But I didn't know any girls, well not the ones I wanted to talk to. The solution: ballroom dancing lessons. Now don't laugh, it's fun. No really it IS. I met a girl who liked me. I think I must have made her hate me, and I'm truly sorry. She loved me, I think, as I loved John. I took advantage of her, and I think we both lost our virginity together, sordidly, in public, and for me to try to prove to my mates how manly I was. I was even careful to leave the condom lying about for people to find after the party. We never met after that evening, and I'm not proud of it. There are many things I would have done differently in my life, and that is one road I should never have trodden. She wasn't the right girl, I wasn't ready, and it was a horrible experience.
Oddly, about this time my parents noticed that I was trying out dating girls. My Mother said to me one day "I'm so glad you've found a girlfriend. We were wondering if you were going to be homosexual". Well excuse me! [Though I suppose John was in my conversation a lot].
Anyway, what did she know? Every time I saw a blond head, I looked to see if there was a beautiful face under it. Always it was boys I looked at. I never troubled to turn my head for girls, just the chance of seeing a beautiful boy.
University next. Do you know, it was even harder to work out who I was there. Boys were still beautiful, girls were a foreign country, Gay lib had just been invented but I couldn't identify with the horrid, mincing, effeminate creatures. I may have been having a troubled time, but I was and am certain that it was the fragility and maleness of boys that attracted me, not effeminacy. I've even recognised now that there were boys who lusted after me, and whose feelings I never acknowledged, because I never noticed, and because they weren't relevant to me.
I also kept up some small attempt at writing poetry:
Oh John, I love you,
and yet to tell you
I need you,
but when you're near
I say no more than:
"Hello, it's nice of you to ask me" or
"I'm so glad you could come."
The day I met you first I knew;
that night your picture stayed inside my mind
but now it's harder.
I cannot find your face for longer than a flash,
and then distorted.
I see you every day, but still the picture dims;
I know you now by everything but touch,
though bodies met
and always by design,
Though touch, to me so precious,
to you is
You always will have friends,
for I will always love you as you were
those years ago
[written in 1971, remembering a meeting in 1965 and all the loss all the way through]
I was trying to say "goodbye", without much success.
I did the usual things at university. Beer is traditional, trying very hard to deny my love for boys, especially my inability to tell John how much he figured in my thoughts came second. I found a "real" potential girlfriend. I surprised myself by asking her out, she accepted, we went to a party, came back and went to bed together. It should have been wonderful, but it wasn't. She was lovely, I was incompetent, and my heart was elsewhere.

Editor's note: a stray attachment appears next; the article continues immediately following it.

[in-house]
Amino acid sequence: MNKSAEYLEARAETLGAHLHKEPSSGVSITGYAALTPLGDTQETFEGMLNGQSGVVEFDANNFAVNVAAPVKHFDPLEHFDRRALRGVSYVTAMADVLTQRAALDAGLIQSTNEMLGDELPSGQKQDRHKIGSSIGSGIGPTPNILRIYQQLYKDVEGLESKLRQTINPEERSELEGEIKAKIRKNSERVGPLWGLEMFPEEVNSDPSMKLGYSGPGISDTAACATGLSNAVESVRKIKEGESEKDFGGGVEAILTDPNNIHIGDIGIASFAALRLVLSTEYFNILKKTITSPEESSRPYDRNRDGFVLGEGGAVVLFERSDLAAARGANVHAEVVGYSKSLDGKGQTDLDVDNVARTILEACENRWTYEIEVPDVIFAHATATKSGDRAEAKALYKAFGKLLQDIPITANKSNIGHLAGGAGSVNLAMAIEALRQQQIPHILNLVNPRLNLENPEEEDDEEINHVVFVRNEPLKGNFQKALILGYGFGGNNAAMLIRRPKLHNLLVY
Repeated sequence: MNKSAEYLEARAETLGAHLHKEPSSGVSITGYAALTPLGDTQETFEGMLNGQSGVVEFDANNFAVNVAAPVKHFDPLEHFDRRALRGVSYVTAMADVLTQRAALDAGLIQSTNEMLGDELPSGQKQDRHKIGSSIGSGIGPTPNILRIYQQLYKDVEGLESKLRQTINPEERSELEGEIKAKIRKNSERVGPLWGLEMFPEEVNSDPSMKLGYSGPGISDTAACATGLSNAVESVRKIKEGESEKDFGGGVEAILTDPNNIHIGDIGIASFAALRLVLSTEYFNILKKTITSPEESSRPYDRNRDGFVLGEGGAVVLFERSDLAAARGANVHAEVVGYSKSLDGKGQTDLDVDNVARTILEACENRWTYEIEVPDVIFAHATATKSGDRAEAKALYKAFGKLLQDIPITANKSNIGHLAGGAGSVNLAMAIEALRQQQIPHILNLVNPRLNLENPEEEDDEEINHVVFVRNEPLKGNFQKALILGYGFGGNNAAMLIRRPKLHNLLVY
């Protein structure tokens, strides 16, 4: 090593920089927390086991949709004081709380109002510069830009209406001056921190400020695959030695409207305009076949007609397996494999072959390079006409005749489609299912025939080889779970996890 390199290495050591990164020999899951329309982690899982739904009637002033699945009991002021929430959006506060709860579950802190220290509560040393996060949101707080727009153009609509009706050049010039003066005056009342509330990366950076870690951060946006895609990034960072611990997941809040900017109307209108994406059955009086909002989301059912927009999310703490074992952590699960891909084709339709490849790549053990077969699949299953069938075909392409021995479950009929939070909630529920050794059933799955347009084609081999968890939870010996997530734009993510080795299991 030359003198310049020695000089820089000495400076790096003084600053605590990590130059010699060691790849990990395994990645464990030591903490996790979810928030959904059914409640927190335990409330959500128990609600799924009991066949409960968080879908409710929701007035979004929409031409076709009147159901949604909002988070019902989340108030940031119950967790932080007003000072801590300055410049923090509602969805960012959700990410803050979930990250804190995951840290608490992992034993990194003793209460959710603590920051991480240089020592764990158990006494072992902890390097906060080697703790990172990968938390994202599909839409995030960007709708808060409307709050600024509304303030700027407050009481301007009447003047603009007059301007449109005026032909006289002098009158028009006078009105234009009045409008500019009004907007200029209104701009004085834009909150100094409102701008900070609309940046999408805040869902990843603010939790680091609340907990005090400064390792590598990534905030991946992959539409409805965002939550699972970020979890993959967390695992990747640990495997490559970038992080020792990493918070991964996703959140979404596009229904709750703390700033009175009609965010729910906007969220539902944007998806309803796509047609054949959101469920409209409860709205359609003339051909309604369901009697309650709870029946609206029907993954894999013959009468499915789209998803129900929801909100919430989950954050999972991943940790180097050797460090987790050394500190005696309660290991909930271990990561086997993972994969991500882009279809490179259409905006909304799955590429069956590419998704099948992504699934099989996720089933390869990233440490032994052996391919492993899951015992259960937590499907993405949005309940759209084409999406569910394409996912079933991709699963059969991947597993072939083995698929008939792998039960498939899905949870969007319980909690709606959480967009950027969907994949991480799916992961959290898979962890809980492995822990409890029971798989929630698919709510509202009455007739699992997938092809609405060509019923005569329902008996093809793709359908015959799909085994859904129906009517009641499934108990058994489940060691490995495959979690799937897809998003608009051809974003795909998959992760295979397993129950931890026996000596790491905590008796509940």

When I left university, I got back to the "real world", and got a job as a computer programmer, in ALGOL, no less. Probably stupidly, I went back to live with my parents, which seemed like a good way to save money, but was actually highly repressive. Since then I have become certain that I lived in a home with love, but with no affection. And affection is vital for a growing young man. And I'd never really had any. Probably that is why I fell so deeply in love with John. Probably. Or maybe I would have done anyway.
Recently people have said to me "Why don't you rewrite this to show more than just physical attraction to John?" I find it hard to do it, because I can't say why I loved him. I just know that he made me feel wonderful. His humour, his smile when he was teasing me, his laughter, his personality. How can you enumerate love. Sometimes it's too hard even to express it well as an emotion. Let's leave it that I loved him. If he had ever acknowledged it, then life would have been perfect, but it wasn't lust. Well, not only lust!
But then I do write about the emotional. John and I are in all my stories. All except one. Of course he looks different in each story. But he's there. So if you want to see the love then look there, for my heart is laid bare in them.
I went out to parties. I even chatted up girls. Throughout my teens I had always been able to make out with a girl, though it was a mechanical act rather than a passionate one. I spent several months visiting a sweet young lady, one who had troubles of her own, and I wasn't very good for her, though I think I was good to her. Tricia, if you read this, I was the guy who took you to Wales, and I was the guy you made love to under the stars in front of the sailing club. And I felt for you, though it wasn't love, and you knew it wasn't. But it was good, and I thank you for liking me and trying to teach me to be a lover.